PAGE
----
Daytime outdoor activity levels (M = 3.97 SD = 3.72) were higher than nighttime activity levels (M = 3.51, SD = 3.96); indicating that participants were more engaged in daytime outdoor activity as compared to nighttime. This difference was statistically significant t (241) = 1.86, p = 0.032. Table 1 details the mean score for each outdoor activity. Walking outdoors was the most highly endorsed outdoor activity for both daytime and nighttime.
Vitamin D Supplementation
In response to the question “To reduce your risk of being infected by the coronavirus COVID-19 have you recently taken vitamin D supplement”. Participants gave the following responses No (N = 142, 56%), Occasionally (N = 38, 15.2%) and Regularly (N = 67, 26.8%).
Psychopathology scores were elevated with 47.95% of the participants scoring above the cut-off of the PHQ-8 for depressive symptoms. Similarly, high levels of clinically significant somatic symptomatology were also observed with 34.31% of participants scoring above the cut-off of the PH-Q15 for somatic symptoms. Table 2 details the mean score for psychopathology symptoms of depression and somatization for the study participants.
Only outdoor activity in the daytime was associated with lower levels of depression and somatization as revealed by the significant negative correlation with PH-Q8 depression and PH-Q15 somatization scores (p <.01 and p <.001, respectively). Table 3 details the bivariate correlations between the study's key variables. Nighttime outdoor activity and use of vitamin D supplements however were uncorrelated with levels of psychopathology.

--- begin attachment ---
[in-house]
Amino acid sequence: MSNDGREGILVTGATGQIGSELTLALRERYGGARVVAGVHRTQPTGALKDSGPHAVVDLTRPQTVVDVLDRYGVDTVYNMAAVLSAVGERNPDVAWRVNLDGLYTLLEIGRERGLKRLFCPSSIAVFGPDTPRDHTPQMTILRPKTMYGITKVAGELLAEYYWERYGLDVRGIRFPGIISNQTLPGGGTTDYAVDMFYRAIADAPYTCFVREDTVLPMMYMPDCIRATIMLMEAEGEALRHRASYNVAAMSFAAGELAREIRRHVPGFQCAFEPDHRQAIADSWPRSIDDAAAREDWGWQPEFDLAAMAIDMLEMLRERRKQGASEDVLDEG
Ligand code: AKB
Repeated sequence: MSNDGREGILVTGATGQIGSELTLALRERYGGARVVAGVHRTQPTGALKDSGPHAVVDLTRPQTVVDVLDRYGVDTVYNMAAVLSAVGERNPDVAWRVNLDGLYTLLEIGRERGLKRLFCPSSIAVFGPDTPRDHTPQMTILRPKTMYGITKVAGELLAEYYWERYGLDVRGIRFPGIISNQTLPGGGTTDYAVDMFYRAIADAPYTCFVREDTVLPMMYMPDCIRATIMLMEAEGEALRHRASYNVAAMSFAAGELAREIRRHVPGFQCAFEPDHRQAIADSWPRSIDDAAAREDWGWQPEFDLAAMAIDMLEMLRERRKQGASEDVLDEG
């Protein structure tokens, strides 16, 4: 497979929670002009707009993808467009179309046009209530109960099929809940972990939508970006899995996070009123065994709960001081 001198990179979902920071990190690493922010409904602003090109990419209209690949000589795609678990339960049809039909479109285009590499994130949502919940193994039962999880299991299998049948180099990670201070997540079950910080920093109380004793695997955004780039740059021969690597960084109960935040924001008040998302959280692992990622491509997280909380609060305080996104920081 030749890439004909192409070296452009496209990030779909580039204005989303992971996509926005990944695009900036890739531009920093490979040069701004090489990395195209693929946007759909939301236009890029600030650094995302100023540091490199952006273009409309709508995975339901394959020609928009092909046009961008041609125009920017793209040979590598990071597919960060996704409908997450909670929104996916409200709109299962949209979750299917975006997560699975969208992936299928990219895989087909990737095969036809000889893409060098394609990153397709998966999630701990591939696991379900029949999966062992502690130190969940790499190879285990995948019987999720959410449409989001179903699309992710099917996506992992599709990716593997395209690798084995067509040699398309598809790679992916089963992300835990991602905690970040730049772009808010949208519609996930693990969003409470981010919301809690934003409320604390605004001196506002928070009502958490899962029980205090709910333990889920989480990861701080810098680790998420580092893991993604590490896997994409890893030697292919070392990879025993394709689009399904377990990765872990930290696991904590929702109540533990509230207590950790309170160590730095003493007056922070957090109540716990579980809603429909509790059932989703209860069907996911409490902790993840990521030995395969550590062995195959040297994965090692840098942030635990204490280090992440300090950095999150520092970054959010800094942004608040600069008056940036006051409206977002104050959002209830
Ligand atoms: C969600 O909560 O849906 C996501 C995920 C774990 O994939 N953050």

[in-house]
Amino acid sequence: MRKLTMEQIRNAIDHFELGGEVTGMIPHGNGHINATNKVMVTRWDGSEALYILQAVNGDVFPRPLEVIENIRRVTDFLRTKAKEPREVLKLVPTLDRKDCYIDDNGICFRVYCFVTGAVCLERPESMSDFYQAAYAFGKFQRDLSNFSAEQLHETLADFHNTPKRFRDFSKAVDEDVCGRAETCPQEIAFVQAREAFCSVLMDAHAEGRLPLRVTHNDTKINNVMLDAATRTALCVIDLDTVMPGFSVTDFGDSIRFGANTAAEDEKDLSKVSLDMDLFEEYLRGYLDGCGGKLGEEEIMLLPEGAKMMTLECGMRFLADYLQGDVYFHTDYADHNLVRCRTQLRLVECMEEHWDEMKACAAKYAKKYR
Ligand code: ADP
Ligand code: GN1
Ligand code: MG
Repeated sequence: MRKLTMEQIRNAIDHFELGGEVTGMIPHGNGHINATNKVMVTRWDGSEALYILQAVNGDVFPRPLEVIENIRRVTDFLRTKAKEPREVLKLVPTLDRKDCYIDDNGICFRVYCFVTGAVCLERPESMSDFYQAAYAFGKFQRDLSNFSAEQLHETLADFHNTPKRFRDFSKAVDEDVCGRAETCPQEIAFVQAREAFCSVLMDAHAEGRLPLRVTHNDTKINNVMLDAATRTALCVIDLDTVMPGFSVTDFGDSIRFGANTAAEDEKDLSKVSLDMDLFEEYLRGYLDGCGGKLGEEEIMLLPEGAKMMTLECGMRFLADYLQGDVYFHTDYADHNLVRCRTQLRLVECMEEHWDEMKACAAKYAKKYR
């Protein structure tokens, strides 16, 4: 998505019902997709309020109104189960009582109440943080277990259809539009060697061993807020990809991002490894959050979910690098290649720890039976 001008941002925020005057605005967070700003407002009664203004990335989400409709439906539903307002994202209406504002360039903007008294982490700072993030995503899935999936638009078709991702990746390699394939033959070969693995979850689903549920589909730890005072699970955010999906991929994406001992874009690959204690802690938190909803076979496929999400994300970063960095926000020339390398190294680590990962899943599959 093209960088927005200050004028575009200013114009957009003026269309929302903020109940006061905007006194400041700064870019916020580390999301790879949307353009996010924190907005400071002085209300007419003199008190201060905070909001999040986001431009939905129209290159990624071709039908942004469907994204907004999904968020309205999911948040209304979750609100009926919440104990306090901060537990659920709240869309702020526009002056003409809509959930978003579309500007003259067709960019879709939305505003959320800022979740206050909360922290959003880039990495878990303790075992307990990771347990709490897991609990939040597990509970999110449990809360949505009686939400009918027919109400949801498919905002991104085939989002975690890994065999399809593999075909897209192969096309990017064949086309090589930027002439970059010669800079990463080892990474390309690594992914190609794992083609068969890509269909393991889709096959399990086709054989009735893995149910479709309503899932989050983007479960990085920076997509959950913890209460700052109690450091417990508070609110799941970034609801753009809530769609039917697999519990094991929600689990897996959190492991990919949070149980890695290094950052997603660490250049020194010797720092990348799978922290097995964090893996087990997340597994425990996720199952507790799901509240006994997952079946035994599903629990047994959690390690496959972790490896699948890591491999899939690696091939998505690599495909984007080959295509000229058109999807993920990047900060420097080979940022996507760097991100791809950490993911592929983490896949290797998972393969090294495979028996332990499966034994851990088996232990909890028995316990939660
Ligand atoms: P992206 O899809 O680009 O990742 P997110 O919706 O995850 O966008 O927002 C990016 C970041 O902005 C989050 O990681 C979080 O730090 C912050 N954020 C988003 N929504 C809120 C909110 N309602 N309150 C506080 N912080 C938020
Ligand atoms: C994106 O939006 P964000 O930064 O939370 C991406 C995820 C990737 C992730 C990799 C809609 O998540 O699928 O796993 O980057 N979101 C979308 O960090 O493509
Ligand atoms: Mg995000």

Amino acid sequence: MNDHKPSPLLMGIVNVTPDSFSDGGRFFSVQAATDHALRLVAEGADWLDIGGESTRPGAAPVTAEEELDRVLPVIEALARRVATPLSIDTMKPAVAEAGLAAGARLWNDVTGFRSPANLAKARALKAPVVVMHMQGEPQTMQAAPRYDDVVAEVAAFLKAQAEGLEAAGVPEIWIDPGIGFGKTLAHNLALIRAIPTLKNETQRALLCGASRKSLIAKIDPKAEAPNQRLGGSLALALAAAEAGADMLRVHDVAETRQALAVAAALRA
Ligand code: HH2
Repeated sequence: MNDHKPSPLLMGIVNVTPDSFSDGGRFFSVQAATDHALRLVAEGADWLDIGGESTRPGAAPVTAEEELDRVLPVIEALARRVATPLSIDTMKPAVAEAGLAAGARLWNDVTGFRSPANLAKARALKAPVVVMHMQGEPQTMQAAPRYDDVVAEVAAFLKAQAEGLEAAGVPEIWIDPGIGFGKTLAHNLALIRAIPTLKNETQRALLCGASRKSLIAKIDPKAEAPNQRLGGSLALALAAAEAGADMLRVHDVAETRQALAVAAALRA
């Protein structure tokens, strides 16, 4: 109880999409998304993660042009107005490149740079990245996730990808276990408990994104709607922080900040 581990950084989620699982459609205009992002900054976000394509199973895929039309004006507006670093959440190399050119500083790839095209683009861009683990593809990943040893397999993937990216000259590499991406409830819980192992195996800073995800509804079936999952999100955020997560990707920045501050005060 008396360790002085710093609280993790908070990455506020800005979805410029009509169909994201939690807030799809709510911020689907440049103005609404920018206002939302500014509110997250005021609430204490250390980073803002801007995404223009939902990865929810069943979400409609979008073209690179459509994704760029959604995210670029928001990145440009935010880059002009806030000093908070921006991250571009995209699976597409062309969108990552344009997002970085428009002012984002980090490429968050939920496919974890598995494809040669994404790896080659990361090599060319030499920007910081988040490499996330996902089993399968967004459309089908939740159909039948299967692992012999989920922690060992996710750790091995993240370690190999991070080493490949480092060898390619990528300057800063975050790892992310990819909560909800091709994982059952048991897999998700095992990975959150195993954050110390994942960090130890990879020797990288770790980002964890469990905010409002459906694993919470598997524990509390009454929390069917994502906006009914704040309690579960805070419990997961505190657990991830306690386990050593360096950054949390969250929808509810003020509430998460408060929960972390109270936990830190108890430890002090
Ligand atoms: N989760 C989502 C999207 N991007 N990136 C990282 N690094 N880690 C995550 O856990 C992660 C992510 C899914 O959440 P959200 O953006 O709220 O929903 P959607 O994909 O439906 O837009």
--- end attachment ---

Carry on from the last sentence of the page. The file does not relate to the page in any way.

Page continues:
The results of bivariate and multiple logistic regression analyses to predict likelihood of depression (PHQ-8) in Table 4 reveal the significance of prediction with daytime outdoor activity levels (p < 0.01).
Low levels of daytime outdoor activity were associated with higher risk of clinically significant depressive symptoms. This effect remained even after controlling for age, gender and citizenship status. Figure 1 details the AOR for all variables in the multivariate logistic regression model.
Figure 1. Multivariate logistic regression model analysis for higher risk of clinically significant depressive symptoms with adjusted odds ratios for all variables.
The results of the bivariate and multivariate analysis for the risk of developing clinically significant levels of somatic symptoms are shown in Table 5. The data demonstrates the significance of prediction with only daytime outdoor activity levels (p < 0.05).
Low levels of daytime outdoor activity were also associated with higher risk of clinically significant somatic symptoms. This effect remained even after controlling for age, gender, and citizenship status. Figure 2 details the AOR ratios for all variables in the multivariate logistic regression model.